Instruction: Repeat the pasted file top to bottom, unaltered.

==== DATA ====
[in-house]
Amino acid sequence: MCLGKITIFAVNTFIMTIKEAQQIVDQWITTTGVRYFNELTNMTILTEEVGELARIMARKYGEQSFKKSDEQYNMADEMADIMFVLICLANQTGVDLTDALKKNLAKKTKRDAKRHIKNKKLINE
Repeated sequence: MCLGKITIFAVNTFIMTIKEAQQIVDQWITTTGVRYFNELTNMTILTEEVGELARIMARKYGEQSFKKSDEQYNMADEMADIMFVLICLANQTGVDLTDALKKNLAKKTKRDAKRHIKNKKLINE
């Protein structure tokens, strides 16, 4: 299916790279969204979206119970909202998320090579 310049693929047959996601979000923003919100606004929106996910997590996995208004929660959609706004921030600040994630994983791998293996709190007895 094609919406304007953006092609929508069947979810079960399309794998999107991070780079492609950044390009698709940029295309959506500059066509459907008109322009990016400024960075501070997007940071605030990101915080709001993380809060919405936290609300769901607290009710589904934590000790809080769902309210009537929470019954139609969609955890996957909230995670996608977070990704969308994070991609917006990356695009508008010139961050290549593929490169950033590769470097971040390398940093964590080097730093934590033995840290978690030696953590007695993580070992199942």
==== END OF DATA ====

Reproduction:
[in-house]
Amino acid sequence: MCLGKITIFAVNTFIMTIKEAQQIVDQWITTTGVRYFNELTNMTILTEEVGELARIMARKYGEQSFKKSDEQYNMADEMADIMFVLICLANQTGVDLTDALKKNLAKKTKRDAKRHIKNKKLINE
Repeated sequence: MCLGKITIFAVNTFIMTIKEAQQIVDQWITTTGVRYFNELTNMTILTEEVGELARIMARKYGEQSFKKSDEQYNMADEMADIMFVLICLANQTGVDLTDALKKNLAKKTKRDAKRHIKNKKLINE
């Protein structure tokens, strides 16, 4: 299916790279969204979206119970909202998320090579 310049693929047959996601979000923003919100606004929106996910997590996995208004929660959609706004921030600040994630994983791998293996709190007895 094609919406304007953006092609929508069947979810079960399309794998999107991070780079492609950044390009698709940029295309959506500059066509459907008109322009990016400024960075501070997007940071605030990101915080709001993380809060919405936290609300769901607290009710589904934590000790809080769902309210009537929470019954139609969609955890996957909230995670996608977070990704969308994070991609917006990356695009508008010139961050290549593929490169950033590769470097971040390398940093964590080097730093934590033995840290978690030696953590007695993580070992199942």